State Engineer Tells Irrigators to Heed Groundwater Limits for 2012
In a statement released Thursday, the Office of the State Engineer says it will begin sending letters to irrigators in southern New Mexico who are already in danger of using more than their share of groundwater for the year.
A spokesperson says the office does not believe there are many farmers approaching their limits yet. And she says those who are close to using the maximum 4.5 to 5.5 acre-feet per acre are probably supplying water to other farms.
Still, during last year's drought, farmers facing reduced allocations of river water pumped up twice as much groundwater as in either of the two previous years. In August, the Third Judicial District Court set limits on groundwater use as part of the adjudication process in the lower Rio Grande.
According to the release:
State Engineer Scott Verhines notes, “2012 is a difficult year for New Mexican farmers in the Lower Rio Grande Valley. Rio Grande Project surface water supplies are low, and the 2008 Project Operating Agreement compounds the hardship by allocating less surface water to our EBID [Elephant Butte Irrigation District] farmers. We recognize that limiting over-diversion of groundwater may feel unfair during such dry times. However, over-diversions in one area can impact neighbors in another. Our team is working to protect the sustainability of our water resources, protect our farmers for the long term, and follow the decisions determined by the court. We encourage any and all questions and will work with irrigators to help them survive this dry year.”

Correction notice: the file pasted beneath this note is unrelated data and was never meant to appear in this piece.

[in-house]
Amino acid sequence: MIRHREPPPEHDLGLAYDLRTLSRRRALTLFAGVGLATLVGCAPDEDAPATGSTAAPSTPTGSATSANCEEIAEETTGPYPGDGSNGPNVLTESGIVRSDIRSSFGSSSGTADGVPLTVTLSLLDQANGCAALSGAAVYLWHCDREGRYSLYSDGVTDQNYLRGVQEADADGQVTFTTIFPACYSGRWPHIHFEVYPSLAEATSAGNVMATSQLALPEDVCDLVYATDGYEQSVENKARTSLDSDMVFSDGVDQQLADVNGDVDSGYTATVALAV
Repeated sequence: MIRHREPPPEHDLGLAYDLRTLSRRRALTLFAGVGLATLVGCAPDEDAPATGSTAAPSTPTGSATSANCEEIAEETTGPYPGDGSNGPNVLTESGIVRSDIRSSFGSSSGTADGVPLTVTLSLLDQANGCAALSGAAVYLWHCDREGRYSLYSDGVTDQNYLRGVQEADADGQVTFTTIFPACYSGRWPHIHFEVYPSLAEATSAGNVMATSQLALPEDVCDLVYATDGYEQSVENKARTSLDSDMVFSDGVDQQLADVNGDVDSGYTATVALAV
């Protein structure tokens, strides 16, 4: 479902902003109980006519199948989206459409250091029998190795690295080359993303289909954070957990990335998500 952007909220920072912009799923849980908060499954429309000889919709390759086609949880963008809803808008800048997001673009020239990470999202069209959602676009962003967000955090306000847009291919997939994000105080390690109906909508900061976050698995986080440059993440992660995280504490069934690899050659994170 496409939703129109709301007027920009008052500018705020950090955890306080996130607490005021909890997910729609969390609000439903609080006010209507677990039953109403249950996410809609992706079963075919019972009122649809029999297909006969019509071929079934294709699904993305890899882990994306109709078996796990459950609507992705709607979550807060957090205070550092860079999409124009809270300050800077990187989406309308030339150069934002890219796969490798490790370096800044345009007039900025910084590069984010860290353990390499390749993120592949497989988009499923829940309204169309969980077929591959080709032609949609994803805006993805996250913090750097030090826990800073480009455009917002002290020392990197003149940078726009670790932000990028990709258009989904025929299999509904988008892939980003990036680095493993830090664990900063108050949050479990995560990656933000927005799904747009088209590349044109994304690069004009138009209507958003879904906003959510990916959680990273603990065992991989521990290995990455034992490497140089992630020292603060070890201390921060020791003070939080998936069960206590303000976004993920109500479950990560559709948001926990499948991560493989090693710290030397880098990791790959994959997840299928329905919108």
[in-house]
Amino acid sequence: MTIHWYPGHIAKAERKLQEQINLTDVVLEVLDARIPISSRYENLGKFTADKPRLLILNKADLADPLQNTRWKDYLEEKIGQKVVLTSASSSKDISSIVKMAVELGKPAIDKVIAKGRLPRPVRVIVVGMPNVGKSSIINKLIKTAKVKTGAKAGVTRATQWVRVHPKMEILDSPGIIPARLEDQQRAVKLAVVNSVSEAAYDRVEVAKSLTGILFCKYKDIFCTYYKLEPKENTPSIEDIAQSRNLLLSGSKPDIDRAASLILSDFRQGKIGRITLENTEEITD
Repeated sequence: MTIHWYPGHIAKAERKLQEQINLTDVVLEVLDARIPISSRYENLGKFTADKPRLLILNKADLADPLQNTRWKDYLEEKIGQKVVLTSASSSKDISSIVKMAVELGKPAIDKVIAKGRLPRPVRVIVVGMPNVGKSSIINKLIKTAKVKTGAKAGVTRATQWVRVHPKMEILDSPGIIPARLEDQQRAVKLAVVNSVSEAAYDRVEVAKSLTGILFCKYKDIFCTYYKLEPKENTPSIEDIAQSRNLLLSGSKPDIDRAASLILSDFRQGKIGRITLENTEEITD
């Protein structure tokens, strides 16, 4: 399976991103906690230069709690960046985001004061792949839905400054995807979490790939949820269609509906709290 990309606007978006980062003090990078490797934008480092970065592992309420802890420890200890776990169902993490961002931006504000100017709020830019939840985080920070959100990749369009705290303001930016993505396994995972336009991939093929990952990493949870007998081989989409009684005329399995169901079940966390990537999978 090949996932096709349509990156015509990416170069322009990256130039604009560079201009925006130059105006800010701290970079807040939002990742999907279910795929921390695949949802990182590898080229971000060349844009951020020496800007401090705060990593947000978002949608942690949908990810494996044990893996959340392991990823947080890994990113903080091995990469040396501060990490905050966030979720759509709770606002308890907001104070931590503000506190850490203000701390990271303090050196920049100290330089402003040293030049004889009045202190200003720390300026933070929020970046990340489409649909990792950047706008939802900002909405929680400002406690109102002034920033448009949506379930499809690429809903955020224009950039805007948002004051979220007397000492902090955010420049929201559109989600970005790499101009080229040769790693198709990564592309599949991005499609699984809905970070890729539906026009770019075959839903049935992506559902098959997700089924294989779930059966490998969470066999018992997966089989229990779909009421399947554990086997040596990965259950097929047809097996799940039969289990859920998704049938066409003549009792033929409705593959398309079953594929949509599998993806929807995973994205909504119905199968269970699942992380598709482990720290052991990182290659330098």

Farmers found to have used too much groundwater could be required to repay up to double the amount of over-diversion during the following calendar year.